Each day over 200 billion emails are sent – more than 2 million per second. By the time it has taken you to read this blog post so far, 15 million emails have been sent. That is a staggering number of emails, some of which contain highly sensitive information, and the vast majority is unencrypted with just a little more protection than a postcard in the mail.
In the modern age, privacy is a concern for all of us. And at SilverStripe, privacy is of particular concern for many of our clients. It is an important consideration for us when designing and building websites, especially components that gather personal information.
When handling personal information, we need to be certain that the data has not been tampered with or viewed by other parties. This duty of care often extends to email systems when requirements call for user submitted data to be sent via email to the business for further processing.
GPG Email Encryption
GPG (GNU Privacy Guard) is an open source suite of encryption tools based on the OpenPGP standards. GPG provides a variety of encryption methods (including public key cryptography) which can be used to secure data such as files and emails.
Using public key cryptography to sign and encrypt email data is an excellent method to secure those communications. Once the necessary keys are generated and swapped between sender and recipient, the process is very straightforward and reliable.
The real strength of this approach is that both parties can consistently rely on the integrity of the email contents and attachments, regardless of how and where the email was transmitted.
We found this method and the GPG toolset so useful that we put together a solution for encrypting emails in SilverStripe. With the help and support of the Office of the Privacy Commissioner of New Zealand, we open sourced this solution so that it is freely available for the community.
Encrypting email with GPG Mailer
The GPG mailer module is essentially just a single class that we can use to replace the Mailer class when sending emails from SilverStripe. It is very straightforward to use once all the necessary pieces are in place.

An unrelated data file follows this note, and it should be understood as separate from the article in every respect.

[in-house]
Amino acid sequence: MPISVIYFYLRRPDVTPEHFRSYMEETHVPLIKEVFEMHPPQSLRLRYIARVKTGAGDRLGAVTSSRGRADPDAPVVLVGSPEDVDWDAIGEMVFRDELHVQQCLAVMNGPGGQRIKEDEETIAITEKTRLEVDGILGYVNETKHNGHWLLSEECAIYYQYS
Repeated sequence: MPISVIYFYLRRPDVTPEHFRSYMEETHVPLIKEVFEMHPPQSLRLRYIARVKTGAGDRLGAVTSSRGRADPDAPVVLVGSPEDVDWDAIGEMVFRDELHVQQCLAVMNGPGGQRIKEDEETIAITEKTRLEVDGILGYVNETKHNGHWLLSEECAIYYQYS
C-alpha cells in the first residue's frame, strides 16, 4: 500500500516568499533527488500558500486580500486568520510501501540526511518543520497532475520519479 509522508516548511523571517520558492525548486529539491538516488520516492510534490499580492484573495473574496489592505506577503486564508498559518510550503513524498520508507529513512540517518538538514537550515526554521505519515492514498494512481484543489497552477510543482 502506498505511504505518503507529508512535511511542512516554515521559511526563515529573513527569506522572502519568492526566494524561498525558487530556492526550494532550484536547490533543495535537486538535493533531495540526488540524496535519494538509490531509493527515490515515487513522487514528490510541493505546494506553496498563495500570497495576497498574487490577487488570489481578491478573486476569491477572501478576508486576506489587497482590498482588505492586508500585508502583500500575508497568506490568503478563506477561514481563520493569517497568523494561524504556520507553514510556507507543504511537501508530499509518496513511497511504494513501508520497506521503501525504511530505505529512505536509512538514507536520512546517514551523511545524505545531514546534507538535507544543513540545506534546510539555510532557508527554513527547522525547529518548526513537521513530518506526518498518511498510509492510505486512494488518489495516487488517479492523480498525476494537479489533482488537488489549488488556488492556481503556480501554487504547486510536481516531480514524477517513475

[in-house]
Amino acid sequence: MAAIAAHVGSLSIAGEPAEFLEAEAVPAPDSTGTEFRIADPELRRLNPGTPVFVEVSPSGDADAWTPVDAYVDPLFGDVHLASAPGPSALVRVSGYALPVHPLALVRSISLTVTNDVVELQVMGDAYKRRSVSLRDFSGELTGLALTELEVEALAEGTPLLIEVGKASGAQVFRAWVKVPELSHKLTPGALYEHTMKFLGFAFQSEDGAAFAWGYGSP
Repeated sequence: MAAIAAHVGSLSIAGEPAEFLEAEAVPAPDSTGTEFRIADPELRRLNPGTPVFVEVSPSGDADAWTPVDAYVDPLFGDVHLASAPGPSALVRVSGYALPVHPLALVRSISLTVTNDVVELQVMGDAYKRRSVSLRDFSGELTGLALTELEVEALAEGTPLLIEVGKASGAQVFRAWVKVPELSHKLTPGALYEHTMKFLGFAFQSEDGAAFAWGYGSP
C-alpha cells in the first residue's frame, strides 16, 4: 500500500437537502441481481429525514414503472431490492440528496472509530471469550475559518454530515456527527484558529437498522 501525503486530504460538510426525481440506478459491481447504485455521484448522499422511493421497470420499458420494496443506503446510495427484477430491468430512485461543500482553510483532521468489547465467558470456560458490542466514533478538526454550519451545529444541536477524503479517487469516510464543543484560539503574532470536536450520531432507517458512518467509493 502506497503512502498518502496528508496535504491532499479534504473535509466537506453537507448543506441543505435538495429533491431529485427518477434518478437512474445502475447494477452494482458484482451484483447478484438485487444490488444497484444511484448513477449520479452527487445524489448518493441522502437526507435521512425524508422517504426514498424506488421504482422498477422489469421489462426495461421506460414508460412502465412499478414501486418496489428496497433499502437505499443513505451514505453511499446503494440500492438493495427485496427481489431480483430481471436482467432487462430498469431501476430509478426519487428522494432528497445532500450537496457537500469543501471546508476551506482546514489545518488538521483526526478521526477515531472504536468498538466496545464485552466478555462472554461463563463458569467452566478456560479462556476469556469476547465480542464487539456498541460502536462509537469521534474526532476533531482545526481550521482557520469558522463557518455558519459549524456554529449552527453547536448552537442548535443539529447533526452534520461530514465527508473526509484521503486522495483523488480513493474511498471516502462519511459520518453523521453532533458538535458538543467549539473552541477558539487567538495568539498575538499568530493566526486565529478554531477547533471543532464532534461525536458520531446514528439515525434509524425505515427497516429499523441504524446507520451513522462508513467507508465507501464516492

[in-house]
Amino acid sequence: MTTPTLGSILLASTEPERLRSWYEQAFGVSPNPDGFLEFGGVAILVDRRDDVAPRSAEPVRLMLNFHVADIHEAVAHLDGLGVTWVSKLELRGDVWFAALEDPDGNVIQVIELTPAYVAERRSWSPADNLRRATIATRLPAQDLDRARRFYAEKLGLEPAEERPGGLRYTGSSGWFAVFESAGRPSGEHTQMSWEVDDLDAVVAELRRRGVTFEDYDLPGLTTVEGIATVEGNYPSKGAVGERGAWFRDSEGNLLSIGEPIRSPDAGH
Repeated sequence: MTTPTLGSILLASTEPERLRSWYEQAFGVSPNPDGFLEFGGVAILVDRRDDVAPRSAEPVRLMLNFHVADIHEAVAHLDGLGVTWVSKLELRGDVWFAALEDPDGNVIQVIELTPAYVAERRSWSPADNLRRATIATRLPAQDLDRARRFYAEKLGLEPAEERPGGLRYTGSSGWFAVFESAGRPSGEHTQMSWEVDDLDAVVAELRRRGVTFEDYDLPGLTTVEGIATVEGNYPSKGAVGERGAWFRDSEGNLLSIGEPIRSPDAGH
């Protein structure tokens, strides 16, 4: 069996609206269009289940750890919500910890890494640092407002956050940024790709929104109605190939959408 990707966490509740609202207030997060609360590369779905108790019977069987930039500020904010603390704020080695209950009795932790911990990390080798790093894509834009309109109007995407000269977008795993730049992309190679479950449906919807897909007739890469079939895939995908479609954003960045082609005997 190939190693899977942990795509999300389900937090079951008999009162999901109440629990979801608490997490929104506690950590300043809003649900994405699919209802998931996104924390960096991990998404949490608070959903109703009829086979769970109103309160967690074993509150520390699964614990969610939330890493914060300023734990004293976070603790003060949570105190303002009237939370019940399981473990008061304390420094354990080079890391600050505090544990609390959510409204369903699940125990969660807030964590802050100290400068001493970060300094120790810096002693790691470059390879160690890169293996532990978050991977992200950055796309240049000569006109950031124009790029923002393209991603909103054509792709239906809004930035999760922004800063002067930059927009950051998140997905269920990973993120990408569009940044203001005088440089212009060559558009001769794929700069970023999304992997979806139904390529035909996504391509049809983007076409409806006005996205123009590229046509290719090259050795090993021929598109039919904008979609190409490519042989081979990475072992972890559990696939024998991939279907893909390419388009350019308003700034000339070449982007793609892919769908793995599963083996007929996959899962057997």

The first part of the puzzle is installing GPG and GPG Agent – this software provides the set of tools. Following this, you can start with a vanilla SilverStripe install and simply pull in the GPG mailer module with composer:
composer require opcnz/silverstripe-gpgmailer ~0.1
Next we need some keys for encrypting, decrypting and signing messages. Generating these keys is actually very easy with GUI tools like GPG Keychain. You generally want two pairs of keys for testing: one for the email sender and the other for the recipient – that way you can both encrypt and decrypt your test messages.
Once you have keys generated and SilverStripe configured to know the paths to your keyrings, you can make use of the new mailer:
// Create email with plain content
$email = new Email(
// Set up encryption mailer
$mailer = new GPGMailer(
$result = $email->sendPlain();
That's all there is to it. For decrypting messages I found the Thunderbird Enigmail Add-On very handy.
Embrace email privacy
There are many efforts to improve the privacy of email communications currently underway, including increased awareness of using Transport Layer Security to encrypt email in transit.
Encrypting email contents is another important piece of the puzzle and retains security regardless of where the email may end up on its journey across the web.
Ensuring privacy is a collaborative effort and it's important that we all embrace it, especially in an industry where we are so often handling personal and sensitive information. Please consider email encryption for your next project and let us know how you get on in the comments below!